To counter this, China recently signed a deal with Russia, India and the other BRICS nations to create a New Development Bank and is currently in talks with Korea to set up an Asian Infrastructure Investment Bank. Such institutions would counterbalance the financial domination of the World Bank and the IMF. That China is able to credibly propose such plans is directly related to its growing economic clout. Therefore China’s emerging economic power represents an encouraging development for emerging market nations.

As another example, the international financial system is dominated by the US dollar. This international demand for the dollar has resulted in a situation where quantitative easing (QE) and other domestic policies of the US Federal Reserve often exert a dangerous destabilizing influence on markets worldwide. When the Fed announced plans to begin tapering QE in late 2012, emerging market nations experienced sizeable stock market drops as well as increases in sovereign spread, a measure of the risk involved in lending to a given country. An important solution to this dependency is the internationalization of the renminbi. Reducing dependence on the dollar, the euro and other foreign currencies is China’s ultimate goal, and its new title as the world’s number one economy could help China reach this goal by giving it added leverage in negotiations.

Xi-Jinping-650x400
China’s President Xi Jinping is increasing China’s presence on the world stage

Of course, even if China becomes the world’s largest economy, this does not mean domestic affairs will be easy. In fact, China’s new status will escalate citizens’ expectations for material wealth and continuous economic growth, making domestic politics increasingly complicated. China will be forced to work harder to improve social welfare and reduce debt, while its newfound superpower status also gives it the added burden of projecting its soft power worldwide.

What’s more, Chinese society is in a state of transformation. It is, in a sense, unprepared to fill the role of an economic and political leader. China will need to work to emerge as an economic leader independent of the aegis of the US. It can begin to realize this goal by taking actions that illustrate economic leadership, such as providing foreign aid to developing countries and helping to determine the course of the global financial system, to cite a few examples.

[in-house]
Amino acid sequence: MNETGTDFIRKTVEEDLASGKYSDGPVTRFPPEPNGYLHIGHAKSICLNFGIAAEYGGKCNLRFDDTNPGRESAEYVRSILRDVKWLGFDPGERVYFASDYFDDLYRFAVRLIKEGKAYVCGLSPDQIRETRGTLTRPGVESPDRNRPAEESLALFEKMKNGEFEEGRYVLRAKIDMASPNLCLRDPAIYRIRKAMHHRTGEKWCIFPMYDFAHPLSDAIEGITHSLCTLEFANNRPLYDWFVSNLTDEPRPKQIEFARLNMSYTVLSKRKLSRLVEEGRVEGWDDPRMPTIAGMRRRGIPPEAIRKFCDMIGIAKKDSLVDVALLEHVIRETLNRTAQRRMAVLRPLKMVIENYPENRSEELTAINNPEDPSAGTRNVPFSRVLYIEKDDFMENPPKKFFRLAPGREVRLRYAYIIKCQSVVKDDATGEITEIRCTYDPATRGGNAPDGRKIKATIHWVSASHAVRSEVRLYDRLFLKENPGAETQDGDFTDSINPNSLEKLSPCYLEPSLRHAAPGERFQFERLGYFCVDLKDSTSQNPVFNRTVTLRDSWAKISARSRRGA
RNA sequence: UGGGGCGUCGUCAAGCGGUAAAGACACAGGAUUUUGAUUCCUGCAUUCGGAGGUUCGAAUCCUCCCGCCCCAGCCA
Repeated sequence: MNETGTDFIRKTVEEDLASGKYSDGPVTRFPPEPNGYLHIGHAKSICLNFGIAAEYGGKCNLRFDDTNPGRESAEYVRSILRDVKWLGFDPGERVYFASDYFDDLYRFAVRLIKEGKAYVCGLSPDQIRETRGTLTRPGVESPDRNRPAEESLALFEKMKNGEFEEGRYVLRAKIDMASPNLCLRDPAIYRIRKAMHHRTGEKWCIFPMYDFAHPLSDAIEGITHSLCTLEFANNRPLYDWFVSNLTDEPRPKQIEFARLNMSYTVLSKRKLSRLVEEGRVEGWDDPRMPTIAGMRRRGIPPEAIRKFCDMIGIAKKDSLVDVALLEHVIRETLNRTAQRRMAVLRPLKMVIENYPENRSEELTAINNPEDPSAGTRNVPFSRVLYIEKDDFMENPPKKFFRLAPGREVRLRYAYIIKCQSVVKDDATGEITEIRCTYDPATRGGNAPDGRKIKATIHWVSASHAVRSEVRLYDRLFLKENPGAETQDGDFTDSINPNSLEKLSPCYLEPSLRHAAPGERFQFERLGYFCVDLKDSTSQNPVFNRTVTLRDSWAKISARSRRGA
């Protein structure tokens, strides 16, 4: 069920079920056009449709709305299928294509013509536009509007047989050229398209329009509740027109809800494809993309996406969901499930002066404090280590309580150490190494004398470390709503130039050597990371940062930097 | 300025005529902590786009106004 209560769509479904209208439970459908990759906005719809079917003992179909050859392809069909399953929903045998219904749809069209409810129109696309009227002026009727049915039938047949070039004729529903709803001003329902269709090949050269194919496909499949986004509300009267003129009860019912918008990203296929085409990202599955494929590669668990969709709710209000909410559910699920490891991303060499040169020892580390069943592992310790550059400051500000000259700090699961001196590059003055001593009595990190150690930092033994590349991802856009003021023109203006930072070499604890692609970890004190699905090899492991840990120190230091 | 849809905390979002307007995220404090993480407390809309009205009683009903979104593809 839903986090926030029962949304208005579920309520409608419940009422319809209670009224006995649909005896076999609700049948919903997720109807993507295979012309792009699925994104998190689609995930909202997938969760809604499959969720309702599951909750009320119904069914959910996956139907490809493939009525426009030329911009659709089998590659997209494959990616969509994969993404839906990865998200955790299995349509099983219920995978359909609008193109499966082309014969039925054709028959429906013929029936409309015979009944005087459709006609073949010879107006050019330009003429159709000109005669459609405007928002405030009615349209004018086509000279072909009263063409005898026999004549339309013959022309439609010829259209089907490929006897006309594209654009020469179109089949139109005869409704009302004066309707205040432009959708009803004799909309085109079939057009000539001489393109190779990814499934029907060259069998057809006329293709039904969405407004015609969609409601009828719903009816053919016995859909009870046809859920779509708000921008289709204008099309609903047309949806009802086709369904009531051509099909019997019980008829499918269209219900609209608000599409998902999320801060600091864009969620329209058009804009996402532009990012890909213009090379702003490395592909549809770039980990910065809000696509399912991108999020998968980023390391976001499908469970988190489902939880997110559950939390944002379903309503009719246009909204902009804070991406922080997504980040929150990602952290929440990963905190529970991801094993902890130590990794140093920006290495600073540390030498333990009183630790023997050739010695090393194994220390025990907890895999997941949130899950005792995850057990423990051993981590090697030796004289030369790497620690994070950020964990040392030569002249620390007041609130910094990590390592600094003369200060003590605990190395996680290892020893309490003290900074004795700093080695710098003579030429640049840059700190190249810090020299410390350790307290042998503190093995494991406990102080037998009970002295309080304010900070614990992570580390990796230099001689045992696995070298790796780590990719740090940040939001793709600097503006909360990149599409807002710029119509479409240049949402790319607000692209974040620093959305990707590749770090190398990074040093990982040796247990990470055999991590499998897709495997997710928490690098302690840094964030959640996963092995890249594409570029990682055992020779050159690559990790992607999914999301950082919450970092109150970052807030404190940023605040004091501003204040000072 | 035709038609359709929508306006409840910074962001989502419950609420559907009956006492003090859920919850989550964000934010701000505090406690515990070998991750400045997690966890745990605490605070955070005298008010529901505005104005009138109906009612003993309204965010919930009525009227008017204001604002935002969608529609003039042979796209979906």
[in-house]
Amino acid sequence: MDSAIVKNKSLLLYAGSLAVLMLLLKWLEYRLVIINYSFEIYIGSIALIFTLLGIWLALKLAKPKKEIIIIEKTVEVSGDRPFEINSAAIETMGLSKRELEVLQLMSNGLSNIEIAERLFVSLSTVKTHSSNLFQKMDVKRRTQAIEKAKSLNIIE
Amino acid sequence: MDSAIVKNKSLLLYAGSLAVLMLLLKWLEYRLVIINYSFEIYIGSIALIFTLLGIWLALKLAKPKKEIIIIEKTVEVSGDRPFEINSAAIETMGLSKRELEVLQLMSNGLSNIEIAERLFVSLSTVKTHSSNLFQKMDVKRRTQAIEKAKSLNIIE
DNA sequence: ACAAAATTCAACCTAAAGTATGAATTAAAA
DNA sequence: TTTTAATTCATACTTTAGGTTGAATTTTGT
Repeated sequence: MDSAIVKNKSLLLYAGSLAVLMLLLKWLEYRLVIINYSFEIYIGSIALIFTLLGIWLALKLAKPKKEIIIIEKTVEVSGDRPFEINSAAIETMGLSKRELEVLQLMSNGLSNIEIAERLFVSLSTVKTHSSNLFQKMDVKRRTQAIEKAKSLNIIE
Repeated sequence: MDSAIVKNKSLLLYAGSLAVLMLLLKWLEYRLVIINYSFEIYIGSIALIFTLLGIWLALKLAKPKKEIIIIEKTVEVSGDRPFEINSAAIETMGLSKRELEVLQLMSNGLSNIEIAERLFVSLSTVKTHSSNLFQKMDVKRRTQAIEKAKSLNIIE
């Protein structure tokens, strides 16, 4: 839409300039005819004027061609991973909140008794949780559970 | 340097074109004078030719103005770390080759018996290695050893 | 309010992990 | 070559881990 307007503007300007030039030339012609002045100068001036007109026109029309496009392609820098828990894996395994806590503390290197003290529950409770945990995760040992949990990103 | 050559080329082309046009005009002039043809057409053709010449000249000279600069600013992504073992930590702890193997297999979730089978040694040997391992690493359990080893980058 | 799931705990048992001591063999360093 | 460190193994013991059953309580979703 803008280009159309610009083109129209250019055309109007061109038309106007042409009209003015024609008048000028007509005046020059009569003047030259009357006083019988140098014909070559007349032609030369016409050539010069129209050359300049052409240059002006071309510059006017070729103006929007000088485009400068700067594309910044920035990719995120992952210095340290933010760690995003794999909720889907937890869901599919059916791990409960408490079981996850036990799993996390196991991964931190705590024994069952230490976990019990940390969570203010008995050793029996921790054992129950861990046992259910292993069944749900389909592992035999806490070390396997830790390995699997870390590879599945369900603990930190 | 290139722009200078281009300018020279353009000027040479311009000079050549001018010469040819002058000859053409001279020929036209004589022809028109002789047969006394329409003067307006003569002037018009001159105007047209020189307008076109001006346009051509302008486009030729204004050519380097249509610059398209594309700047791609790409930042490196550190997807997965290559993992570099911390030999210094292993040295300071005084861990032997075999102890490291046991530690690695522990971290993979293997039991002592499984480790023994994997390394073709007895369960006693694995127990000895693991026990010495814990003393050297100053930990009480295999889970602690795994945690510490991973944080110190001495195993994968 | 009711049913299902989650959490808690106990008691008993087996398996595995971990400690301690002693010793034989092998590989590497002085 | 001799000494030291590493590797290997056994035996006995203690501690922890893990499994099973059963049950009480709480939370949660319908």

China will also have to work hard to win the respect of its neighbors as well as Europe and North America. It must develop its economy while increasing transparency, projecting its image as a responsible and reliable world citizen. This will help China’s case in the South China Sea dispute and in other issues of international relations. It is also important to present an image of nonaggression even as it consolidates its economic power.

There is space within China’s current political system for China to become a responsible global leader, but it will not be easy. Even as the Communist Party retains its hold on power, China is changing and democratizing. This has been underscored most recently by Xi Jinping’s fight against corruption.

Though China is a Communist country, nations of all ideological stripes are able to engage in peaceful and constructive diplomatic and economic relations with China today. This will surely be a boon as China steps into its new role as a world economic power.

Zhou Chunsheng is Professor of Finance at Cheung Kong Graduate School of Business.